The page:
Channel 1 in Equation 2-11 shows the disturbed branch voltage, while the other phase (channel 2) is not affected because it faces balanced mutual capacitance. The unbalance was purposely made by adding a small capacitor on the motor terminals, to better demonstrate the effect. After the unbalance was removed, the branch voltage is clean, without any spikes.

    Figure 2-11. Balanced Capacity Coupling

    NOTEThe configuration of the phase windings end-turns has significant impact; therefore, it needs to be properly managed to preserve the balance in the mutual capacity. This is important, especially for prototype motors that are usually hand-wound.

    CAUTIONFailing to maintain balance in the mutual capacitance can easily disqualify such a motor from using sensorless techniques based on the back-EMF sensing. Usually, the BLDC motors with windings wound on separate poles show minor presence of the mutual capacitance. Thus, the disturbance is also insignificant.

  • Three-Phase BLDC Motor Sensorless Control Using MC56F8013/23, Rev. 2

    Freescale Semiconductor 3-1

    Chapter 3 Hardware

    3.1 Hardware ImplementationThe BLDC sensorless application runs on Freescale’s MC56F8013/23 Evaluation Board and on many power stage-motor configurations. For simplification, it can be better to split power stages and motors, because both motors can be used with both power stages.

    The application can run on the following power stages:• EVM33395 Evaluation Motor Board• Micro Power Board

    The application can run with the following motors:• IB23811 Motor (produced by MCG)• N2311 Low Voltage Motor (produced by Pittman)

    One of the power stages and one of the motors can be selected to create an application setup and can run using MC56F8013/23 Controller Board.

    More information for running the application on different power stages and motors is given in Chapter 7, “Tuning”.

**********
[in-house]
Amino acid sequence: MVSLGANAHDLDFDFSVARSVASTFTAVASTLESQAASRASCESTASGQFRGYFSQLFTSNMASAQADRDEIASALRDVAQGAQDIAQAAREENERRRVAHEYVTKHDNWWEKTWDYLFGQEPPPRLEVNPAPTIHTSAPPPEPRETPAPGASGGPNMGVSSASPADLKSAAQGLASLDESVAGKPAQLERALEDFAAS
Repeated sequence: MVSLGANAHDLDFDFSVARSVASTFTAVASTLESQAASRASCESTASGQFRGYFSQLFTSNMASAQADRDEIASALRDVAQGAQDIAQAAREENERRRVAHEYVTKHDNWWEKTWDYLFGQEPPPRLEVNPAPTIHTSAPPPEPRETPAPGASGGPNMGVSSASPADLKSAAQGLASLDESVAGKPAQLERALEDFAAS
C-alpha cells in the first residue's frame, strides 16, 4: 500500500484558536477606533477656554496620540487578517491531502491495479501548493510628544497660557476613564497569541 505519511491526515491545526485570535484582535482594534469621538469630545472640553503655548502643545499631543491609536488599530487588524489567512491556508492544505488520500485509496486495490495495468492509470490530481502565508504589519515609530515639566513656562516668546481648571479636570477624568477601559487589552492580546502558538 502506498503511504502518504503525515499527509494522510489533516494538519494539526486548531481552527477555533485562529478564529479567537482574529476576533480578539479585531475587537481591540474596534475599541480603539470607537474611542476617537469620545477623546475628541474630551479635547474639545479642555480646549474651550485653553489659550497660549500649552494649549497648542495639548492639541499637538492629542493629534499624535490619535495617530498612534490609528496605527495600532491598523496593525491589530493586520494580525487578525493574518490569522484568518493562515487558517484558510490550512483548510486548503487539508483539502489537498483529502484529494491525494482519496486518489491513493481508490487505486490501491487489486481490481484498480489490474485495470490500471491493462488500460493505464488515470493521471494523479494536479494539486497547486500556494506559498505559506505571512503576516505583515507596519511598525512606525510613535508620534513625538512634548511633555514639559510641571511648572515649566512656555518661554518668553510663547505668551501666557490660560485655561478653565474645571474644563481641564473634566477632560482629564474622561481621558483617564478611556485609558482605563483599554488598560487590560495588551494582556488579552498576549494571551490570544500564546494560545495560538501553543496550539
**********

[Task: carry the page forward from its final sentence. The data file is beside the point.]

NOTETo select the desired power stage board and motor in application software, use the #define directives in bldcadczcconfig.h file.

    NOTEAlthough this reference design demonstatrates the application using low voltage power stages, it can be adapted to high voltage power stages and applications as well.

  • Hardware

    Three-Phase BLDC Motor Sensorless Control Using MC56F8013/23, Rev. 2

    3-2 Freescale Semiconductor

    3.1.1 Hardware Implementation with EVM33395 Evaluation Motor Board

    Figure 3-1. Hardware Diagram with 33395EVM Board

    MC56F8013/23 Controller Board

    U1

    33395EVM Board

    U2

    J4

    J6

    JP4 J3

    J8 J5 J7

    40-pin flat cable J

    1

    RS232 to PCSerial Port

    JTAG Comm. Conv.

    JTAG to PC Parallel Port

    14-pin flat cable

    BLDC Motor

    J1

    +

    +12V

    0V

    -

    M1

    U3

    IB23811 or N2311

  • Hardware

    Three-Phase BLDC Motor Sensorless Control Using MC56F8013/23, Rev. 2

    Freescale Semiconductor 3-3

    3.1.2 Hardware Implementation with Micro Power Board

    Figure 3-2. Hardware Diagram with Micro Power Board

    3.2 Component Descriptions

    3.2.1 MC56F8013/23 Controller Board

    The MC56F8013/23 Controller Board is used to demonstrate the abilities of the MC56F8013 and MC56F8023 digital signal microcontrollers. It provides a hardware tool allowing the development of motor control applications.

    The MC56F8013/23 Controller Board can be populated with MC56F8013 or MC56F8023 parts. PCBs marked with numbers 00216A01 and 00216A02 are populated with the MC56F8013 device. PCBs marked with numbers 00216B02 are populated with the MC56F8023 device.

    The controller board includes peripheral expansion connectors and some peripheral expansions, which are for signal monitoring and user feature expandability.

    Board has the following features:• MC56F8013 or MC56F8023 16-bit +3.3V Digital Signal Controller operating at 32 MHz• Internal oscillator• Joint test action group (JTAG) port interface connector for an external debug host target interface